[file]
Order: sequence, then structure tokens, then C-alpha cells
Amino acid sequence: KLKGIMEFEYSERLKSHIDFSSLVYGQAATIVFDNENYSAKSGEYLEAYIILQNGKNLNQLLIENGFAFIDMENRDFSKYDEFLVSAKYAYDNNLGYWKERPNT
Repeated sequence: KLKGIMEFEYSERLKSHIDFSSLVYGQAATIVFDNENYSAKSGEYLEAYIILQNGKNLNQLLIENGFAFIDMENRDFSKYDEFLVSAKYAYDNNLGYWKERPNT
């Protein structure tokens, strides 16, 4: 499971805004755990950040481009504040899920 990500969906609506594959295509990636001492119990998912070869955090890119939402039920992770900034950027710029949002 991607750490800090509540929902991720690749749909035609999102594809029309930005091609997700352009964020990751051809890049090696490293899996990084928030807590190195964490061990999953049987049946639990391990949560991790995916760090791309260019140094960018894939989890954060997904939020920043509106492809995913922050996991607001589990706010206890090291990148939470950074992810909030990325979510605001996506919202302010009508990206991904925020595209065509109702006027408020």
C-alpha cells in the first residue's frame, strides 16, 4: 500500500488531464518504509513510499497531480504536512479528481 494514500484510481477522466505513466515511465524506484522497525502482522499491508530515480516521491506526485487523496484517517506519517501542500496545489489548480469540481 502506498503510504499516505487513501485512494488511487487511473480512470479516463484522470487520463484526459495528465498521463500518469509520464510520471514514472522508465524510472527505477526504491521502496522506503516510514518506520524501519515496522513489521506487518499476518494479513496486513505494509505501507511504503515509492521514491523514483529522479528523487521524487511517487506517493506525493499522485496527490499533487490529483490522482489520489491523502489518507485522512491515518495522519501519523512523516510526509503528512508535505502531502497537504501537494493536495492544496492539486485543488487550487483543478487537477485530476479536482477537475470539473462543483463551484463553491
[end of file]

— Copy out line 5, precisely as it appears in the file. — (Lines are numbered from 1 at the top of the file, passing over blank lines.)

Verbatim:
C-alpha cells in the first residue's frame, strides 16, 4: 500500500488531464518504509513510499497531480504536512479528481 494514500484510481477522466505513466515511465524506484522497525502482522499491508530515480516521491506526485487523496484517517506519517501542500496545489489548480469540481 502506498503510504499516505487513501485512494488511487487511473480512470479516463484522470487520463484526459495528465498521463500518469509520464510520471514514472522508465524510472527505477526504491521502496522506503516510514518506520524501519515496522513489521506487518499476518494479513496486513505494509505501507511504503515509492521514491523514483529522479528523487521524487511517487506517493506525493499522485496527490499533487490529483490522482489520489491523502489518507485522512491515518495522519501519523512523516510526509503528512508535505502531502497537504501537494493536495492544496492539486485543488487550487483543478487537477485530476479536482477537475470539473462543483463551484463553491